Can the War against Child Labour Be Won? Oslo Conference Says an Emphatic "Yes." (International Conference on Child Labour)

Article excerpt

Oslo, Norway - As a recent international conference got down to forging a new global plan against child labour, ILO Director-General Michel Hansenne sought to clarify matters: Allow me to start with one bold statement," the Director General said in his keynote address to the International Conference on Child Labour. "The war against child labour is being won, and it can be won in all countries in the coming 15 years."

MAIN ELEMENTS OF THE NEW AGENDA

The Agenda for Action calls for:

* Effective elimination of child labour

* Immediate removal of children from the most extreme forms of child labour

* Development of national policies and time-bound programmes of action

* Active involvement of trade unions and employers' organizations

* Ratification of relevant international labour standards and instruments such as the Convention on the Rights of the Child and the ILO Minimum Age Convention, 1973. (No. 138)

* Active participation in the development and adoption of a proposed new ILO Convention on extreme forms of child labour

* Donor support for IPEC and its Statistical Information and Monitoring Programme on Child Labour (SIMPCL).

The conference was the latest in a series of international meetings on child labour which have included the World Congress Against Commercial Sexual Exploitation of Children, held in Stockholm in 1996, and a Child Labour Conference held in Amsterdam in February 1997. The meeting gathered some 350 high-level representatives, from governments, workers' and employers' organizations, nongovernmental organizations and a number of international organizations and independent experts.

The meetings have been held amid mounting concern for some 250 million children who often work in exploitative and hazardous conditions and face injury, illness and even death. Globally, child labour is most prevalent in the less-developed regions. In absolute terms, Asia has the largest number of child workers (approximately 61% of the world total) as compared with Africa (32%) and Latin America (7%).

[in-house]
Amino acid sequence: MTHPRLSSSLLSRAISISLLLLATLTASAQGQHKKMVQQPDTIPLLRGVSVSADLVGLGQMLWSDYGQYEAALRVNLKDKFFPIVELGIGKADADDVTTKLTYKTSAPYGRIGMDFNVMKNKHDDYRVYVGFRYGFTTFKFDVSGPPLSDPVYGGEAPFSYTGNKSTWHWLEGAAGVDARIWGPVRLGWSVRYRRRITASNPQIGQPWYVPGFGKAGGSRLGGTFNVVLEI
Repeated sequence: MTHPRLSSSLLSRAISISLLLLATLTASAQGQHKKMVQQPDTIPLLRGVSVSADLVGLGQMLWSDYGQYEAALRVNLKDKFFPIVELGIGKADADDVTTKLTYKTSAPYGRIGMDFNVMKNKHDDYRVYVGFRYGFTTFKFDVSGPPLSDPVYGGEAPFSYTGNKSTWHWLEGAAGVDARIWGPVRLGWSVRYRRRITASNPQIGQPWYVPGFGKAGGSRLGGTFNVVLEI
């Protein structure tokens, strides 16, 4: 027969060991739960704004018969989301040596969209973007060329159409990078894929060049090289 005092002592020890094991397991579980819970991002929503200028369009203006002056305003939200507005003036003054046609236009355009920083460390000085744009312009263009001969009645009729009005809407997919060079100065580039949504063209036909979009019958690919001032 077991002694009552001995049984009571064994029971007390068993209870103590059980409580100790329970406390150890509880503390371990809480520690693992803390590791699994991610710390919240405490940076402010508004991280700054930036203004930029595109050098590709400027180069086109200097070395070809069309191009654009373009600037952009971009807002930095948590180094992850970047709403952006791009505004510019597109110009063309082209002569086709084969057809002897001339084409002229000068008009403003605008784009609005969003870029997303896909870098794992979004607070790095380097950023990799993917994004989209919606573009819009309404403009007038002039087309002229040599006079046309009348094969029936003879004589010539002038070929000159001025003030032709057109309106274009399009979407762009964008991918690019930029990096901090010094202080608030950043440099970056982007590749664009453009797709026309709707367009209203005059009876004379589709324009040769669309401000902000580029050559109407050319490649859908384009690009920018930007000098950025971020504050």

Helping the Defenceless, Stopping Abuse

Noting that millions of child labourers were "defenceless" and often had neither the time nor the opportunity for proper schooling, Mr. Hansenne stated "child labour is simply the single most important cause of child exploitation and child abuse in the world today. This must stop." Hansenne proposed a four-point strategy involving a political commitment to the effective and total abolition of child labour; backing this political commitment with a time-bound programme of action against child labour, encompassing prevention, removal and rehabilitation; the adoption of a new international Convention to suppress all extreme forms of child labour; and, a global compact of international cooperation and mutual assistance to allocate more resources to fight world poverty and child labour and to combat the international aspects of the problem, such as the sale and trafficking of children and child sex tourism.

A New "Agenda for Action"

In adopting an "Agenda for Action," the Conference urged a time-bound programme to eliminate child labour and called on nations to give urgent, immediate priority to ending the most intolerable or extreme forms of child labour. Highlighting preventive measures, especially education, as the most cost effective way to combat child labour, the Agenda urges nations to work "progressively" to eliminate child labour among children of school age, especially those activities which interfere with children's development and education. Global "investment in the human capital from early childhood, e.g., education and health" should be stepped up, the Agenda says, as a tool for economic and social development which can help reduce the number of working children.

Noting that one of the goals of the Conference was to identify national and international strategies for eliminating child labour generally, with a special emphasis on the role of development cooperation, the Agenda also urges that existing bilateral and multilateral development cooperation programmes be examined to assess their effects on child labour, and "where appropriate in cooperation with the developing countries concerned, adjusting the programmes to ensure better use of resources and a greater impact". …